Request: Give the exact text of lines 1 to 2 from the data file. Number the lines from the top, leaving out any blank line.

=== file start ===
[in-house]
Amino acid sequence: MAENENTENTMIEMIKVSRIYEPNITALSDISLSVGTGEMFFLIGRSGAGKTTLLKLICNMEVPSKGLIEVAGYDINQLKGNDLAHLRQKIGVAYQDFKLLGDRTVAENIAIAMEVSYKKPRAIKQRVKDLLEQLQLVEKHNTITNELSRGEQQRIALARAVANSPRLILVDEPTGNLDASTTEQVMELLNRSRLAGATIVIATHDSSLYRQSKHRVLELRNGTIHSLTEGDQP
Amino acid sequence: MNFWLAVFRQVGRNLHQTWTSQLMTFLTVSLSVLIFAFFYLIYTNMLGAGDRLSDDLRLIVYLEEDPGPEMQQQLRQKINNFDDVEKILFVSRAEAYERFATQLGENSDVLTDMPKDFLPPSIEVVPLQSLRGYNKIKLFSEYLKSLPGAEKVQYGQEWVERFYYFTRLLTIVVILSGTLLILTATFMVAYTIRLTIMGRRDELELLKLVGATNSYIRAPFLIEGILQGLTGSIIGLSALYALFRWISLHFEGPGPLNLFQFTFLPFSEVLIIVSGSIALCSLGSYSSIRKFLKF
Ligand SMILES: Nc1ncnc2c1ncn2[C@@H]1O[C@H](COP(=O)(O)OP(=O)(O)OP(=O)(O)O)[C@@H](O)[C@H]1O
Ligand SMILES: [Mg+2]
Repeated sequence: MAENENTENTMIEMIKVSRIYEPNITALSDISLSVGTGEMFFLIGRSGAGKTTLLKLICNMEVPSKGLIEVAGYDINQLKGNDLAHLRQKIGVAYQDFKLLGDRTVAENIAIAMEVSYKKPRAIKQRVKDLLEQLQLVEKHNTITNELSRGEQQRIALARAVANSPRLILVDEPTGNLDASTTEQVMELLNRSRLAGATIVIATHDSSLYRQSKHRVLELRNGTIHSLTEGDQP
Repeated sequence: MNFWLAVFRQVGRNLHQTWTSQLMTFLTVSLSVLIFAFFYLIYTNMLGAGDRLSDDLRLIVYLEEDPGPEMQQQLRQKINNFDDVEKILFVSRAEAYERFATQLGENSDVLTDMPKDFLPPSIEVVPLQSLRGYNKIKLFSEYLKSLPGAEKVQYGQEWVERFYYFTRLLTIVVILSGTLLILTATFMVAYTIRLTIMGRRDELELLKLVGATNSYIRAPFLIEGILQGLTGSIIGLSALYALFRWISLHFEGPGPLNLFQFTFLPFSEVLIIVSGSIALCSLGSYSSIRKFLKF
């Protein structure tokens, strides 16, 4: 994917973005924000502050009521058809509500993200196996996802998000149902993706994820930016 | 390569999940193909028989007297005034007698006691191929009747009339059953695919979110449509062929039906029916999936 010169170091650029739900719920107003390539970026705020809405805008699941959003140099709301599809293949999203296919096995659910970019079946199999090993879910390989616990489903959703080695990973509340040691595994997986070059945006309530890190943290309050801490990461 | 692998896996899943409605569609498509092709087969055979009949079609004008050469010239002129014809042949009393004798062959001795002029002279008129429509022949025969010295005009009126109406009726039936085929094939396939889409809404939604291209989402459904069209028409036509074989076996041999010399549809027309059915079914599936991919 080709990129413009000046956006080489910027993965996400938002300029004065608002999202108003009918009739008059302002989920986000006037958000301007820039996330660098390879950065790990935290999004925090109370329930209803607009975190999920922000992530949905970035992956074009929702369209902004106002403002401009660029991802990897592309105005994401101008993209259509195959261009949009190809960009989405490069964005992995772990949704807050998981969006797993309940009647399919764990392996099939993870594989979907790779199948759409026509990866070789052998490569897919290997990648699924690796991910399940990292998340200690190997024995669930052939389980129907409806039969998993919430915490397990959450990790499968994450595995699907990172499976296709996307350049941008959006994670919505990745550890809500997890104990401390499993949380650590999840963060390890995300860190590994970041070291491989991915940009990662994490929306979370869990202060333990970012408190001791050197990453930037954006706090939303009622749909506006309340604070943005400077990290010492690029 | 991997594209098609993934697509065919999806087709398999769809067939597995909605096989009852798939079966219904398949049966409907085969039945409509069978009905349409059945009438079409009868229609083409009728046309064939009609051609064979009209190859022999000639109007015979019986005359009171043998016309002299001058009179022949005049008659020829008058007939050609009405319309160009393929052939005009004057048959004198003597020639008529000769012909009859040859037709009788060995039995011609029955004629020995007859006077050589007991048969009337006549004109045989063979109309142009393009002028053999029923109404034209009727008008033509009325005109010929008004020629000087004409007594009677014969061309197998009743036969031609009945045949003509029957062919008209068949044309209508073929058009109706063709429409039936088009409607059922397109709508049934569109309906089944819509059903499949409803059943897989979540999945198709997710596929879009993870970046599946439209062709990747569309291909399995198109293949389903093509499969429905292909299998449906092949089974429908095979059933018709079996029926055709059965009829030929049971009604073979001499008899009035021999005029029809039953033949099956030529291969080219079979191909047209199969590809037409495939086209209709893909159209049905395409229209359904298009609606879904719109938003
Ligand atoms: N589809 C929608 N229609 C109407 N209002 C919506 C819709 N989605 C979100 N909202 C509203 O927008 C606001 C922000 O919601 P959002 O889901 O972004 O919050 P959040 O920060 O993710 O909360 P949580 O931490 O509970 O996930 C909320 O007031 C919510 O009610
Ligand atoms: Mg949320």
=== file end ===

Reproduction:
[in-house]
Amino acid sequence: MAENENTENTMIEMIKVSRIYEPNITALSDISLSVGTGEMFFLIGRSGAGKTTLLKLICNMEVPSKGLIEVAGYDINQLKGNDLAHLRQKIGVAYQDFKLLGDRTVAENIAIAMEVSYKKPRAIKQRVKDLLEQLQLVEKHNTITNELSRGEQQRIALARAVANSPRLILVDEPTGNLDASTTEQVMELLNRSRLAGATIVIATHDSSLYRQSKHRVLELRNGTIHSLTEGDQP